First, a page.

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DOM in recharge waters of the Santa Ana River Basin

January 1, 2007

Assessment of the composition, reactivity, and potential health effects of dissolved organic matter (DOM) is an important issue in the regulation and operation of groundwater recharge projects. The composition of DOM in various natural surface waters and reclaimed waters used to recharge the alluvial aquifers of the lower Santa Ana River Basin in California was derived primarily from terpenoid hydrocarbons and amino sugars. Lesser amounts of aromatic sulfonate and alkylphenol polyethoxylate metabolites of anionic and neutral surfactants were detected in reclaimed water, and these metabolites persisted in waters of the Santa Ana River, the Prado Wetland, and the recharge basins. Only small amounts of humic substances derived from tannins and lignins were deposited during storm flow periods in the Prado Wetland, but these amounts were responsible for significant increases in disinfection by-product formation potential in these waters. Colloids composed of bacterial cell wall fragments showed large percentage increases in all waters during storm flow periods.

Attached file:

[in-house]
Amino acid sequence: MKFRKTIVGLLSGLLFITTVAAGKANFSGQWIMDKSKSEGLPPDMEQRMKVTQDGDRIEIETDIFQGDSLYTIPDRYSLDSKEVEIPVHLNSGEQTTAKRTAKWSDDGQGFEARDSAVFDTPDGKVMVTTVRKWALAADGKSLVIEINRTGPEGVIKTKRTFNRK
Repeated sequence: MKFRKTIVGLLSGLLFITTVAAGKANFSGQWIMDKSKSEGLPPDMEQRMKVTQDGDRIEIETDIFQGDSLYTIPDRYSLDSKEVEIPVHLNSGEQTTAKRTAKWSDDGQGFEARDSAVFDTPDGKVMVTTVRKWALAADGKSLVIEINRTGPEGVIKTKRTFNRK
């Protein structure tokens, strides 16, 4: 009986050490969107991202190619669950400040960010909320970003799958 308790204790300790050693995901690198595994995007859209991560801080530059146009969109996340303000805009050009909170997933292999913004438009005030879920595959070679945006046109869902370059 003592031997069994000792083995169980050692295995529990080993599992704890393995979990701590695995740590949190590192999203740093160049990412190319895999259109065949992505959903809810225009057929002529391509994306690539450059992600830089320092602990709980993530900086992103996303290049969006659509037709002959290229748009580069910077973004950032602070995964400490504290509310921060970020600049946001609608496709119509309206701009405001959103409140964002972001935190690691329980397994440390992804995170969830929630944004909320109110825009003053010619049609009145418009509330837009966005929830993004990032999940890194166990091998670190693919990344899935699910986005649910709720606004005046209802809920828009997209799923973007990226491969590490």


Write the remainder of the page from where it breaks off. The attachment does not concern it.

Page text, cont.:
Publication Year 2007
Title DOM in recharge waters of the Santa Ana River Basin
DOI 10.1002/j.1551-8833.2007.tb07960.x
Authors J. A. Leenheer, G. R. Aiken, G. Woodside, K. O'Connor-Patel
Publication Type Article
Publication Subtype Journal Article
Series Title Journal - American Water Works Association
Index ID 70029725
Record Source USGS Publications Warehouse
USGS Organization California Water Science Center